Sunday, August 15, 2010

Growing Heirloom Kale in Kihei


Dwarf Blue Scottish

Kale grows best in Kihei during the fall and winter months. I've found that kale seeds have good germination and grow beautifully when planted from October through January.

Kale can be grown as individual plants or in baby green mixes. I don't recommend planting kale in a lettuce mix as kale grows larger leaves faster than lettuce but kale works well in a mix with mustard greens. There's a good assortment of heirloom kale seeds available and most can be used as cut and come again plants within 6 weeks.


Nero di Toscana is actually an ancient loose leaf cabbage but it's usually classified as kale. This kale is known by several names including Dinosaur, Lacinato and Cavolo Nero.

Kale grows well in regular and self-watering containers. For the Dinosaur types of kale I plant one per container as they're larger than most other varieties. Dwarf Blue Scottish, Dwarf Siberian, Red Russian and Red Ursa can be spaced as close as 6 inches apart.  

Nero di Toscana

In Italian, Nero di Toscana means Black Palm Tree. I let one plant grow through the summer and in August,it was 5 feet tall and had yet to flower. For Nero to grow beyond the winter season it's best to plant it in a 10 gallon or larger container to accommodate the root system.

For kale, I recommend full sun, daily water and twice-monthly applications of fish emulsion or a generous application of an organic or natural all purpose fertilizer once a month.

The biggest pest that affects the kale is the cabbageworm, a soft green caterpillar. It's the larvae of a white moth that mates from mid-November through February. I recommend covering the kale with tulle nets or a light row cover over hoops. For more information, see my post on Cabbageworms.


Dwarf Siberian


Ethiopian kale is classified as brassica carinata. It looks like kale and tastes like a spicy mustard green. It's the only kale I've grown that produced seeds in Kihei. For more information see this article in edible East Bay.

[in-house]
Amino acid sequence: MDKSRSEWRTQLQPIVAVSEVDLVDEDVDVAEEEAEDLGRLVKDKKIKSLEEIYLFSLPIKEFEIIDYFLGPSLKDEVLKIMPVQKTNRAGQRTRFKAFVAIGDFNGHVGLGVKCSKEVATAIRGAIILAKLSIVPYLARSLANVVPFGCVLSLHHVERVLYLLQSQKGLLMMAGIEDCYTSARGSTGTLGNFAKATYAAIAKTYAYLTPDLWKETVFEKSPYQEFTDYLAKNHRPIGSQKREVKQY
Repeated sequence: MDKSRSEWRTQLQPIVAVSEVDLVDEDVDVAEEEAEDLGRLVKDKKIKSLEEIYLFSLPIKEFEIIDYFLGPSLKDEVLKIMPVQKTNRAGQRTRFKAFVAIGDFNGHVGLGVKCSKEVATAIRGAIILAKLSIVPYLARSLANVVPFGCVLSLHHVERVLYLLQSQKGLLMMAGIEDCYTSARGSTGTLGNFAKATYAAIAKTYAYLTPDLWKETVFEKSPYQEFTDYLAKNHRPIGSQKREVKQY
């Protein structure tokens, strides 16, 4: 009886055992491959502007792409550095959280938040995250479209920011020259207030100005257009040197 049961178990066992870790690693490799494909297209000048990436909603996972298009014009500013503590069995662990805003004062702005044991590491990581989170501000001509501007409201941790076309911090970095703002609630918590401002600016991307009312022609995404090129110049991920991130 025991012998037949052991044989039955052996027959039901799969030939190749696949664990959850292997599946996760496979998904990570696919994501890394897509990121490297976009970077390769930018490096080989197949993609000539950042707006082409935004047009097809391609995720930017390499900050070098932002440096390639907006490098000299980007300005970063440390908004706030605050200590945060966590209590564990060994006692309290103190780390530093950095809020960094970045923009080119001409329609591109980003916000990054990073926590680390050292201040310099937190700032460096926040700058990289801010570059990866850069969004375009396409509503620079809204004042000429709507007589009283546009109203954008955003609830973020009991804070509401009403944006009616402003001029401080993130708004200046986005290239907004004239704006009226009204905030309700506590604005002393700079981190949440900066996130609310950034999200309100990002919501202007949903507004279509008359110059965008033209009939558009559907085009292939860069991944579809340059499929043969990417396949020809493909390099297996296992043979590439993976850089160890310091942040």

Rainbow Lacinato

Red Russian

Red Ursa

Kale is common in vegetarian, vegan and raw food cuisines. It's often used in green drinks. Kale chips have become one of the most popular raw foods - they're easy to make and so ono!

6 comments:

  1. Hi, Jane, Easy to see why the name Black Palm Tree arose. Those are huge! I did have some common kale that sprang up from the previous owner's planting, but it wasn't very good - did have quite a root system, though.

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  2. Hi Pomaika'i! Kale grown in the cool Pukalani winters will probably be tasty and sweet. You might be able to grow all the varieties of kale year round in Pukalani.

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  3. I always thought of kale as a cool weather crop so i was suprised to see how well it grows here. Do you find your kale has a stronger flavor in the summertime Jane?

    Chard with tangerine sounds delicious, thanks for the inspiration.

    Just amazing what you are doing with containers. Are they all self watering?

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  4. Hi Julie! I can't believe I can grow kale in Kihei. The leaves are more blue grey than dark green but they still taste good to me. The flavor has been consistant all year but cool weather in Kihei isn't really cool weather.

    I have all the cucumbers and peppers growing in SWCs but the rest of my garden is an assorment of 15 gallon SmartPots, 5, 10 and 18 gallon containers from Lowes/HomeDepot. It was expensive initially but it's so easy to garden this way and such an efficient use of space.

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  5. Thanks for the info! I have kale on my list for this fall-winter!

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  6. Hi Susan! All of the chard and kale seeds I trialed last fall grew well through the winter months. If you like spinach - Matador (a Franchi seed) was the only one I was able to grow and it produced beautiful spinach all winter.

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